TECHNOLOGY: Pentagon’s Cyber Warriors

August 19, 2013 at 2:37 pm 2 comments

More Than 40

NSA Director Gen. Keith Alexander at Aspen Security Forum (Photo courtesy Aspen Institute)

NSA Director Gen. Keith Alexander at Aspen Security Forum (Photo courtesy Aspen Institute)

Army Gen. Keith Alexander, director of the National Security Agency — and the Pentagon’s Cyber Command — made headlines back in March when he told Congress that the Defense Department was readying 13 teams to go on the offensive against enemies in cyberspace.

Another 27 teams will be created to support the needs of the military’s regional combatant commands in the cyber world, he said.

But that’s not all.

Many more teams are planned to safeguard the Defense Department’s information networks. Your 4GWAR editor writes about them and the manpower needs they will require in the Aug. 19 issue of Aviation Week & Space Technology (subscription only).

Defending cyberspace and acquiring the tools and talent was a hot topic at the Aspen Security Forum in Colorado and we wrote about that July 19 on 4GWAR. We got additional information and details about planning for the cyber teams from some top officials, like the commander of the Navy’s Fleet Cyber Command, at the Global Intelligence Forum, sponsored by the Armed Forces Communications and Electronics Association (AFCEA) in Washington.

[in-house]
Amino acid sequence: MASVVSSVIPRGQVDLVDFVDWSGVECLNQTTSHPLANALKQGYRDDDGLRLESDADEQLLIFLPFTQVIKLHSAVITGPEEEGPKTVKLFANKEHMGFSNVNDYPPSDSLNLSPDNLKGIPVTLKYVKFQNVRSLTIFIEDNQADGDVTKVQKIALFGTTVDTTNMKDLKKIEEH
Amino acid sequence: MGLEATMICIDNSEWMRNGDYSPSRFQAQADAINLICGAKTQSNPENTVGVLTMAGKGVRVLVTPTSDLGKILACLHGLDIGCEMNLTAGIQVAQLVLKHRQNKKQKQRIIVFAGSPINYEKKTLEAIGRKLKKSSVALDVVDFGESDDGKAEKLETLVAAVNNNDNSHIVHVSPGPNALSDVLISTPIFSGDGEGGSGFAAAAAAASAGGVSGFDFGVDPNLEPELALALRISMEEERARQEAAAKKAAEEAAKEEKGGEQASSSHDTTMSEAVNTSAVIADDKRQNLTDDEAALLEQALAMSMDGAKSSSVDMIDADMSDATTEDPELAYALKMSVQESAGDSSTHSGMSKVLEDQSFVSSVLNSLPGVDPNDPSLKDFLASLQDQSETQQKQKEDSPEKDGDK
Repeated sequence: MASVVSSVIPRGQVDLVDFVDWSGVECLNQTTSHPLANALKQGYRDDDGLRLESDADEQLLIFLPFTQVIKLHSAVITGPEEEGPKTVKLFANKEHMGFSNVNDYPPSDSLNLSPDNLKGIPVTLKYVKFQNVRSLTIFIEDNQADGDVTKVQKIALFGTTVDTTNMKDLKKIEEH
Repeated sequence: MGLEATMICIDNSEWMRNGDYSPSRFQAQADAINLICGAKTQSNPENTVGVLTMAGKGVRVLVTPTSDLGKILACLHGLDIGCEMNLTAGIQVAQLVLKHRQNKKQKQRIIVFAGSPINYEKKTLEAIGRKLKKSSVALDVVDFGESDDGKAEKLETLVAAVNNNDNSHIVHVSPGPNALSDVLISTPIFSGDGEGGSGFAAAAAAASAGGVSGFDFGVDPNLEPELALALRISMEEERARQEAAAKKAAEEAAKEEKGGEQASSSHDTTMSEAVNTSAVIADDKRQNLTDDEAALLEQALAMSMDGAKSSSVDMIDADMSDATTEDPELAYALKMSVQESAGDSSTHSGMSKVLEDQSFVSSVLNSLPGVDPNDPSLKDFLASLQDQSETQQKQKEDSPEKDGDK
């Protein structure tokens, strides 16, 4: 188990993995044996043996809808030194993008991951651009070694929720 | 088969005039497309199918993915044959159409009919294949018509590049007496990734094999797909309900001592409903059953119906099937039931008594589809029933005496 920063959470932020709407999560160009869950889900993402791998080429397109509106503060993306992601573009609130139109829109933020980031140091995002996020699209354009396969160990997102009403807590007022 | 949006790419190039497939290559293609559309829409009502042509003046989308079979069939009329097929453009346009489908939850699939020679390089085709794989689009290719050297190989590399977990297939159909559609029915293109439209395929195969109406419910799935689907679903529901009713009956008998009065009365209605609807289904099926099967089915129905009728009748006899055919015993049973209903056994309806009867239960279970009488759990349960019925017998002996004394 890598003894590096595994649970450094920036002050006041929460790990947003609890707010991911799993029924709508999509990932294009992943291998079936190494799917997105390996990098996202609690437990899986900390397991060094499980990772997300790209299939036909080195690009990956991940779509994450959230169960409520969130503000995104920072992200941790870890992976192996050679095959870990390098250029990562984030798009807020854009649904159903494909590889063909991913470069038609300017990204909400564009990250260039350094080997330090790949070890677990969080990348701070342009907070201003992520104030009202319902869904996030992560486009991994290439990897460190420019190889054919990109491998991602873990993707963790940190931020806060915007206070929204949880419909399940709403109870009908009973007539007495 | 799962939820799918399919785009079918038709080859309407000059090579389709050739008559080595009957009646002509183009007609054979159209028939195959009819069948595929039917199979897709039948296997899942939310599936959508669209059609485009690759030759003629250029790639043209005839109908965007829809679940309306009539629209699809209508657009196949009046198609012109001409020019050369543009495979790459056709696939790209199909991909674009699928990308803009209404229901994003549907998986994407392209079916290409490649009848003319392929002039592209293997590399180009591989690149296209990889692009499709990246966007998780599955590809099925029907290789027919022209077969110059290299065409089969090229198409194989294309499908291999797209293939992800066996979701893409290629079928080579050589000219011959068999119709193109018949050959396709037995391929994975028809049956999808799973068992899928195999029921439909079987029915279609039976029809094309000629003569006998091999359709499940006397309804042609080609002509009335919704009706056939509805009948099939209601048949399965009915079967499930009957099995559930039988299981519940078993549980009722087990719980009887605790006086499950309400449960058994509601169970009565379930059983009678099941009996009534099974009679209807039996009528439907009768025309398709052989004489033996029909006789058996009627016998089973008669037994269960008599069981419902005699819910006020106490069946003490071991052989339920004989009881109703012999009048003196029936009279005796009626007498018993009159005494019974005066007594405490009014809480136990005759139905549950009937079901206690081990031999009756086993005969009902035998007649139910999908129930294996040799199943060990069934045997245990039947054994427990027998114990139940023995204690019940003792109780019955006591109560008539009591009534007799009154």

Entry filed under: Counter Terrorism, Homeland Security, National Security and Defense, News Developments, Skills and Training, Technology, Unconventional Warfare, Weaponry and Equipment. Tags: , , , , , , .

FRIDAY FOTO (August 16, 2013) FRIDAY FOTO (August 23, 2013)

2 Comments Add your own

  • 1. NG36B  |  August 24, 2013 at 9:14 am

    Good start, but the bigger problem is upward mobility is lacking for cyber professionals. If they stay in cyber too long, whether it’s in the Army or the Navy, they don’t tend to promote. The Navy has a good model for producing submarine officers, surface warfare officers and pilots, where they may take a duty outside of their warfare area, but only for 2 years…then they are expected to get back to their primary duty. In the case of cyber, Navy officers are expected to get back to SIGINT and/or EW, and staying in cyber too long cripples your ability to promote. We need to solve that problem first before any decisions on cyber end-strength are made.

    • 2. John M. Doyle  |  August 27, 2013 at 11:19 pm

      Thanks NG36B. Good (and troubling) observation. I’m sure after a year or two they’ll have a whole set of rules written, commented on, modified and then published. I wonder what that will do to this strategy’s momentum.

      BTW, that’s a very interesting (and helpful) Blog you have at:


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August 2013


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